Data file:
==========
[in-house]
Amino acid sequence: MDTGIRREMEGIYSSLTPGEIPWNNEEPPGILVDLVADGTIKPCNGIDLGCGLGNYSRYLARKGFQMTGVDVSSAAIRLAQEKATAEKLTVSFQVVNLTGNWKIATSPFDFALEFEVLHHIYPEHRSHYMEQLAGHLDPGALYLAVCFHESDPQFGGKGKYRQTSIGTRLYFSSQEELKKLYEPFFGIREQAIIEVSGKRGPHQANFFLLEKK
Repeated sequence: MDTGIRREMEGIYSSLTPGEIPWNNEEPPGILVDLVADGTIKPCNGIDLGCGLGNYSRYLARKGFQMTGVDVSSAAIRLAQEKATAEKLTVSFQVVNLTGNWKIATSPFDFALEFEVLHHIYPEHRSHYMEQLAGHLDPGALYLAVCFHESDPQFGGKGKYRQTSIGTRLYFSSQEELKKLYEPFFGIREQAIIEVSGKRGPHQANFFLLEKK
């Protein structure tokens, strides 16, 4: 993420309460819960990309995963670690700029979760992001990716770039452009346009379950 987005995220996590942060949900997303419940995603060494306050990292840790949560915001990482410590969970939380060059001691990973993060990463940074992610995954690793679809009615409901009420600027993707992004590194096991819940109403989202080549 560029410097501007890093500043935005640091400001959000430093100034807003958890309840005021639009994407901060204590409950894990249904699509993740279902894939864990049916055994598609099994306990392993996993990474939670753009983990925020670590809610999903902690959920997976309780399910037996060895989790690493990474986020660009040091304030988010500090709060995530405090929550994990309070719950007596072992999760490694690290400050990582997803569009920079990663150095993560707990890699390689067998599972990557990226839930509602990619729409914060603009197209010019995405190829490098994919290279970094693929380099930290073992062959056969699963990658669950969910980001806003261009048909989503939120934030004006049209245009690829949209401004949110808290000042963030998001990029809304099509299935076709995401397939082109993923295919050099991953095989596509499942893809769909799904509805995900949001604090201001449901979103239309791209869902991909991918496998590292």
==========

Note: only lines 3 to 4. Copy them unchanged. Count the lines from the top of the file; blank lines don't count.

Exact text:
Repeated sequence: MDTGIRREMEGIYSSLTPGEIPWNNEEPPGILVDLVADGTIKPCNGIDLGCGLGNYSRYLARKGFQMTGVDVSSAAIRLAQEKATAEKLTVSFQVVNLTGNWKIATSPFDFALEFEVLHHIYPEHRSHYMEQLAGHLDPGALYLAVCFHESDPQFGGKGKYRQTSIGTRLYFSSQEELKKLYEPFFGIREQAIIEVSGKRGPHQANFFLLEKK
């Protein structure tokens, strides 16, 4: 993420309460819960990309995963670690700029979760992001990716770039452009346009379950 987005995220996590942060949900997303419940995603060494306050990292840790949560915001990482410590969970939380060059001691990973993060990463940074992610995954690793679809009615409901009420600027993707992004590194096991819940109403989202080549 560029410097501007890093500043935005640091400001959000430093100034807003958890309840005021639009994407901060204590409950894990249904699509993740279902894939864990049916055994598609099994306990392993996993990474939670753009983990925020670590809610999903902690959920997976309780399910037996060895989790690493990474986020660009040091304030988010500090709060995530405090929550994990309070719950007596072992999760490694690290400050990582997803569009920079990663150095993560707990890699390689067998599972990557990226839930509602990619729409914060603009197209010019995405190829490098994919290279970094693929380099930290073992062959056969699963990658669950969910980001806003261009048909989503939120934030004006049209245009690829949209401004949110808290000042963030998001990029809304099509299935076709995401397939082109993923295919050099991953095989596509499942893809769909799904509805995900949001604090201001449901979103239309791209869902991909991918496998590292």